Force of Habit

“Remember when…?” is the lowest form of conversation.
– Tony Soprano

Now, I’m far from considering Anthony John Soprano the touchstone of film criticism, but I kept thinking of this particular dictum of his throughout much of Star Wars: The Force Awakens. Don’t get me wrong: in almost every respect I consider the movie better filmmaking than the sequels.* J.J. Abrams knows how to stage zippy, effects-heavy action with enough personality so it doesn’t just feel like a VFX showreel. The performances are good throughout, with Harrison Ford bringing more of his erstwhile charisma to the screen than he has in a long time.

The Force Awakens

The problem, at least for me, is that The Force Awakens is in love with nostalgia to such an extent that the film struggles – and, some would say, doesn’t even try – to find an identity of its own. Of course we all want something that’s properly Star Wars, and differently from that other space opera Abrams has had a hand in reviving there’s a much clearer template for what proper Star Wars is: quasi-mythical archetypes, fairy tale plot points, swashbucklers and princesses, WW2-inspired battle scenes, good vs. evil. What I don’t think I wanted, though, was Star Wars – Greatest Hits. There is entirely too much in the film that goes beyond callbacks and hommages into rinse-and-repeat territory. Desert planet populated by a motley bunch of aliens and humans? Check. A superweapon designed to destroy entire planets? Check. A desperate X-Wing attack on the enemy base that has one small weak spot? Check, check and check again.

What’s worse, though, is the film’s grating coyness when it comes to repeating the Star Wars canon: oh no, that desert planet is not Tattooine, it’s Jakku! It’s entirely different! And that superweapon isn’t a Death Star, it’s ten times bigger! No comparison! I’m not entirely certain what the purpose is of repeating certain motifs, locations and character types almost identically but then putting a different label on them, because a desert planet by any other name is still as coarse and rough and irritating.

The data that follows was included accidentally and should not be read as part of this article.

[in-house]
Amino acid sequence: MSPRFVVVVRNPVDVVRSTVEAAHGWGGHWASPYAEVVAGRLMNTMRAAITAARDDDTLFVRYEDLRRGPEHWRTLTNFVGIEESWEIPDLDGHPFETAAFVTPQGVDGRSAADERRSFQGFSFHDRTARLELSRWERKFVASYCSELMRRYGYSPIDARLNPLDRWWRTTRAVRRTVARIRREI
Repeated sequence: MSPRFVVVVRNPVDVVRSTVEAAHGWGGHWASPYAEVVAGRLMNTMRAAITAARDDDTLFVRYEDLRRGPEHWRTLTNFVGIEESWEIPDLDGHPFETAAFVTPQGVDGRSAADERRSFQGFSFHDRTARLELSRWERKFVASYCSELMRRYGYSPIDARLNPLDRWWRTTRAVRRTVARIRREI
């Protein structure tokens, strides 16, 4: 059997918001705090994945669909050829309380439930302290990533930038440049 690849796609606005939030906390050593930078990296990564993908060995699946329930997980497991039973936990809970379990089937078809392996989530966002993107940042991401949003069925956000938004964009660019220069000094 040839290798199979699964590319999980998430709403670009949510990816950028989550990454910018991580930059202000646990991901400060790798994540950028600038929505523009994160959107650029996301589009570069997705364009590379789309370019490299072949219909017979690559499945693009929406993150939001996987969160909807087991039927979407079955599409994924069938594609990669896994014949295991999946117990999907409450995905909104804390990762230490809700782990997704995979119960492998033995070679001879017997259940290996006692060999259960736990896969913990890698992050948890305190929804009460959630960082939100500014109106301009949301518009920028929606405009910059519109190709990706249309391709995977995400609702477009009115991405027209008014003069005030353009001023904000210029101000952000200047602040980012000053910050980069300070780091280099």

The Force Awakens

Having said all that, though: I enjoyed watching The Force Awakens. Yes, a lot of that is due to nostalgia. I grew up with the original trilogy, I do a serviceable impression of lightsaber sounds. I rode my bike to school imagining that I was in an X-Wing while TIE Fighters zipped past me with their characteristic roar. And where the prequels mostly failed to push my nostalgia button, The Force Awakens succeeded – not least because J.J. Abrams is good at his craft (even if admittedly he may not have much of a style of his own) and he’s vastly better than Lucas at directing actors.

Even beyond this, though, I have issues with some critics that seem to treat nostalgia as a dirty word. Yes, The Force Awakens has issues with a certain fetishistic reverence towards the past – which the filmmakers may not be entirely unaware of, as this is also a theme hinted at – but while it needs to go easy on the callbacks and echoes turned up to 11, it earns some of the nostalgia. There is genuine poignancy to the reunion of Han Solo and Princess Leia, ably helped along by the actors as much as by our own memories. These were some of my childhood heroes, and I’d be lying if I said that seeing them old and estranged but still caring for each other didn’t hold some meaning for me, which it wouldn’t have in a less well directed, acted film.